Upcoming Reading: Portal Launch

Mark your calendars for April 12th. If you live in Nanaimo, BC, or near it. I and many other talented emerging voices will be reading from our work in Portal Magazine’s 2019 issue.

I will be reading from a non-fiction piece titled “Peanuts” in which I describe my first encounter with gambling and drinking from a six-year-old perspective. It explores themes of poverty, abuse (neglect), and innocence.

The event will take place at The Grand Hotel in Nanaimo BC. Watch Portal’s Facebook page or my Twitter in the coming months for more details.


I’m not lost

This week, I was re-reading some old emails. They were sent to me by well-meaning conservative Christian friends after I publicly came out. A theme emerged that it important to address. I am not lost.

It’s painfully ironic that in their rush to tell me how confused by Satan I am and how I am leading others down the road of confusion they failed to enter into an actual conversation with me. Three and four-page letters carry almost mirror-image monologues from self-proclaimed “very intelligent” theologians.

In one sentence they congratulated me for my intelligence and in the next reminded me that they are smarter and wiser and more well read than I, and that it would behoove me to head their wisdom.

In the nearly four years since those original emails were sent, and those now former friends repeated their love for me, I’ve not heard from a single one. I am healthier emotionally, physically, and spiritually now. I owe this all to the integrity a group of individuals said I lacked back then (and probably still think I do now).

While on the topic of integrity, I learned a Peace River Bible Institute a phrase that has stuck with me. In Spiritual Formation class, we were taught that integrity is when the outside matches the inside and a person is whole. That is exactly what coming out is all about. The integrity called into question my hyper-conservatives is the very integrity that demanded I be open and honest.

Even more curious, I’ve known more LGBTQ+ Christians (or people who have renounced that title but still love Jesus) to come out of my tiny conservative Bible College than any I’ve met since. In my group of closest friends from my four years there, four out of five of us came out as LGBTQ+.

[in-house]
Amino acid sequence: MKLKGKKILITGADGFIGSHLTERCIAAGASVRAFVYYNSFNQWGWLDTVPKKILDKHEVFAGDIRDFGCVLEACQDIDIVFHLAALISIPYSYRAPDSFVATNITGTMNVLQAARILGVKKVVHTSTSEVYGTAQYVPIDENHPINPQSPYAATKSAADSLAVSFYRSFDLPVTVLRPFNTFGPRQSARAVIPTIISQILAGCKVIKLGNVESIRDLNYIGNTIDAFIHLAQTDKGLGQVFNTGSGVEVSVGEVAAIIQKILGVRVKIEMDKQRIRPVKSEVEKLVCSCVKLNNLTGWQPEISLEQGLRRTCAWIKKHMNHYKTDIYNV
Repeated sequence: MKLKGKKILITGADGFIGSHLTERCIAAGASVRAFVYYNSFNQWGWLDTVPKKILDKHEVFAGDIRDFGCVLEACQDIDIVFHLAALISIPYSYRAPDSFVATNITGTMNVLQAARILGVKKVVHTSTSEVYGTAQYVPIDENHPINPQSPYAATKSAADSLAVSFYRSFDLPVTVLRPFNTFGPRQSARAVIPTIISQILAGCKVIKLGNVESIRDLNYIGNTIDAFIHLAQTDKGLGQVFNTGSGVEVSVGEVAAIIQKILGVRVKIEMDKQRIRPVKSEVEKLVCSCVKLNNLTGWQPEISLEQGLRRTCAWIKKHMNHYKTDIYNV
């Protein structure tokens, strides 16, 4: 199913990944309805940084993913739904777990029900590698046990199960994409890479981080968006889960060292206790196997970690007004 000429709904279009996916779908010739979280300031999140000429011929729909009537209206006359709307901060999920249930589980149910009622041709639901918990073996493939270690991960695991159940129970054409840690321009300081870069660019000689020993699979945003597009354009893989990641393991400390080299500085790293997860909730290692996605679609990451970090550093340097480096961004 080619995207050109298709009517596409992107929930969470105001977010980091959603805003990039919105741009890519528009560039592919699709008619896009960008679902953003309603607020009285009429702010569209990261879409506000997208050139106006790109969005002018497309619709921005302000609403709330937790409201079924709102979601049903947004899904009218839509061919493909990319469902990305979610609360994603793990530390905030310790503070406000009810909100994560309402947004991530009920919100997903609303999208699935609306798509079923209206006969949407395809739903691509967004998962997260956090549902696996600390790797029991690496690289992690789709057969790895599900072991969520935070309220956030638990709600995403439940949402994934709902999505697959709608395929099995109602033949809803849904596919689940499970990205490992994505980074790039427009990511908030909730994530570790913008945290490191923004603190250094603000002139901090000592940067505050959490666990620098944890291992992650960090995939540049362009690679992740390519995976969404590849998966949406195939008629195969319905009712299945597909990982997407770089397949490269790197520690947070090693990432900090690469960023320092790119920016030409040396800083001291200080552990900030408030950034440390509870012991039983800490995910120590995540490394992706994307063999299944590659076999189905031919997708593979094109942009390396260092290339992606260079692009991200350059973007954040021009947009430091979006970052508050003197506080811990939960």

The tools we learned there, though not at all intended by the leadership to manifest in such a way, enabled us with the skills to discern God’s word for ourselves. We learned, had drilled into us, that context is key not only when interpreting scripture, but when applying it to our current culture.

There is no precedent for committed long term same-sex relationships historically at the time the Bible was written, there’s also no text for trans individuals, and no text for veganism (to pick something less “sexuality” based). But people still have strong opinions around all of those things and what scripture does or does not say.

What I know beyond a shadow of a doubt to be true is what Jesus said. He said that to be saved we need only to put our faith in him. Full stop. We need to stop making a laundry list of Jesus + this other random thing. Jesus preached a wholly inclusive faith, that’s the point of the feast parable.

All this rambling to say I’m still bisexual, I still love Jesus, and I still know it’s more than okay to be both those things.

If you need some resources to help you out on this journey or if someone you love is LGBTQ+ and you need some support visit the contact us page and I’ll point you in the most helpful direction.

Don’t let people steal your joy, your Jesus, or your value.


Family Matters: a poem

we will all be in the same place

for the first time in six years

distance, the only way civility thrives

will close around us as we

occupy the same room

breathe the same air

stifling one another with subtext

stabbing one another with only joking

we three

a volatile concoction of scars

a triangle more fatal than Bermuda

triangulation, triginomical espionage

a mother and her two surviving children

the derelict son, the daughter who escaped

together loud silence

mother: I love you, hate you

you are not a mother–though

you birthed me

that is where the mothering ended

left to fend for myself

like a feral cat

I made a home out of garbage and broken dreams

brother: I love you, hate you

how are you my brother–though

blood ties us, first born,

that is where the relationship ended

you chose chasing dragons

left me for mystic faerie stardust

like a changeling

I slept in the tree of despair

together: you say we love you

your actions betray the truth

you resent me my growth

I am not the daughter, sister, you knew

abandoned to the fire, silt and shame boiled out

cool independence, courage,

like a crucible

I was poured into a new form

one meal together after six years of jarring silence to pretend to like one another

one meal to sift through the garbage, fables and aggression

one meal to wear Kevlar

Copy Right Cheryl Folland 2016

This poem was penned from a memory of a moment. Written in from a place of frustration at the old patterns we can fall back into with family. I am happy to report that though this poem is entirely true of that moment, the family characterized in it has reached healing in so many ways.  I think that a lot of that has to do with the ability to work through things (first on our own and then together). Through poetry, I’ve been able to walk through moments and the emotions attached to them. By releasing them to the page, I am no longer inhibited or burdened by the trauma or the lingering doubt.